The Thin Line Between Real and Deep Fake

A man sitting in an empty room holds a flaming newspaper in front of his faceIn a new study from the Counter Extremism Project, Drs. Hany Farid and Hans-Jakob Schindler tackle the issue of deep fakes, defined in the report as “videos manipulated by artificial intelligence (AI) misused for political manipulation.”

The alteration of photos and videos can be simplistic, or sophisticated, but both can have damaging effects on open democracies once they hit the social media market. Another problem is that the more sophisticated technology is becoming more widely accessible and less expensive, which creates a breeding ground for misinformation.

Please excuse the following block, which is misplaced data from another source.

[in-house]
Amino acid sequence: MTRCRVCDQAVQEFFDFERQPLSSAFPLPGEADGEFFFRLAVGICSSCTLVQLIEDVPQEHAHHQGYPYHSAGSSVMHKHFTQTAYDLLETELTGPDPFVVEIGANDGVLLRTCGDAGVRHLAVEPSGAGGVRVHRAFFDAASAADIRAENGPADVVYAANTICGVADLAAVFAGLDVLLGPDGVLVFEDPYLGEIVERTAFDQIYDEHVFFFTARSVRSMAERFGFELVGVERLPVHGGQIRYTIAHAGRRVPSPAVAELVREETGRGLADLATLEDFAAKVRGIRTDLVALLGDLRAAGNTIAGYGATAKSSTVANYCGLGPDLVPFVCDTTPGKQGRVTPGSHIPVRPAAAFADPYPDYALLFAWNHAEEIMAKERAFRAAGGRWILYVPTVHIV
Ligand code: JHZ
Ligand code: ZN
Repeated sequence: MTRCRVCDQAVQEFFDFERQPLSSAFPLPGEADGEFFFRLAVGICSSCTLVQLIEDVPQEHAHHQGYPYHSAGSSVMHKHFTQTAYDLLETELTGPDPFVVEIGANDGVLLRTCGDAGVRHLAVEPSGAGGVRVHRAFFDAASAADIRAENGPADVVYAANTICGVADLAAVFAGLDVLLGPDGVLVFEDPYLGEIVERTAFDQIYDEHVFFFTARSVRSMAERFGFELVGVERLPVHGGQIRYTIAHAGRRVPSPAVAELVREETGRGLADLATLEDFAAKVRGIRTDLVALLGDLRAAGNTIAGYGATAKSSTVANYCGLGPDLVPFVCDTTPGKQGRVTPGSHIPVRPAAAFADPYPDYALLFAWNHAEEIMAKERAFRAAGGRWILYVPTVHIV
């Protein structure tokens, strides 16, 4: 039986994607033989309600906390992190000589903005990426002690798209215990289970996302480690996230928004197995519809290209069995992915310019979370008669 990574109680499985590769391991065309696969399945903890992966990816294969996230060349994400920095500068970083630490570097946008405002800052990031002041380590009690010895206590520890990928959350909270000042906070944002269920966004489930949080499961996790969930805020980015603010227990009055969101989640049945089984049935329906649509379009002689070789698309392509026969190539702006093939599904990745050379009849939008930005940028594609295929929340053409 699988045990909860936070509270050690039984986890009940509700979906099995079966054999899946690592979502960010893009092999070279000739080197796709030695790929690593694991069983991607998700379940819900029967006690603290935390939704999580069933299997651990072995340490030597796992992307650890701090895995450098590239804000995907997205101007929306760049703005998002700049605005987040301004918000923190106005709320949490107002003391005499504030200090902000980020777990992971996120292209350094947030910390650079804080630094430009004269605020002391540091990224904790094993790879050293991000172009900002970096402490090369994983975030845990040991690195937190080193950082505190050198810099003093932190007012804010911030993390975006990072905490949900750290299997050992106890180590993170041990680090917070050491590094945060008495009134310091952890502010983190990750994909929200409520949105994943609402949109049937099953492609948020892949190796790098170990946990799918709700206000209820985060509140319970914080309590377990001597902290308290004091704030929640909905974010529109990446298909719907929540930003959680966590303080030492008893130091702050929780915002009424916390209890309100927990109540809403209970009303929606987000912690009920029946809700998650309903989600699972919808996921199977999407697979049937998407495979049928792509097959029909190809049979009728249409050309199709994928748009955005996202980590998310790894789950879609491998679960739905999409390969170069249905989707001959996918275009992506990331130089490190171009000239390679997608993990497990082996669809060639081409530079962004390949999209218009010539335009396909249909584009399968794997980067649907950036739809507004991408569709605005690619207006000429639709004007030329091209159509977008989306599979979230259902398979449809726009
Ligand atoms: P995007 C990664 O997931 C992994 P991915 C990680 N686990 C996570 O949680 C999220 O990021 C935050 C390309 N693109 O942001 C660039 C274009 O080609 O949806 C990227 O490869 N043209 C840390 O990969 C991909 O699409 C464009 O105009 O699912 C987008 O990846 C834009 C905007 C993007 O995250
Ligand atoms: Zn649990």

Farid and Schindler claim that the actual deep fakes are less impactful than the attitudes adopted by the befuddled masses toward them. Social media consumers, understanding the concept of deep fakes but overwhelmed by misinformation, can simply claim that anything they don’t agree with is “fake news,” and despite legitimate attempts to sort out the truth, the damage is likely done as soon as the deep fake hits peer-sharing platforms.

The problems are compounded at this point because it is almost impossible to legislate the sharing of deep fakes, having to navigate the free speech argument and laws protecting platform providers.

The authors claim that a solution would include slowing the “technological arms race” by keeping advanced detection technologies off the market, using hashing or blockchain technology to prevent deep fake videos from gaining traction, and, most importantly, increasing cyberliteracy, going as far as suggesting it become an issue addressed by the public education system.


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Author: Emily Bruza

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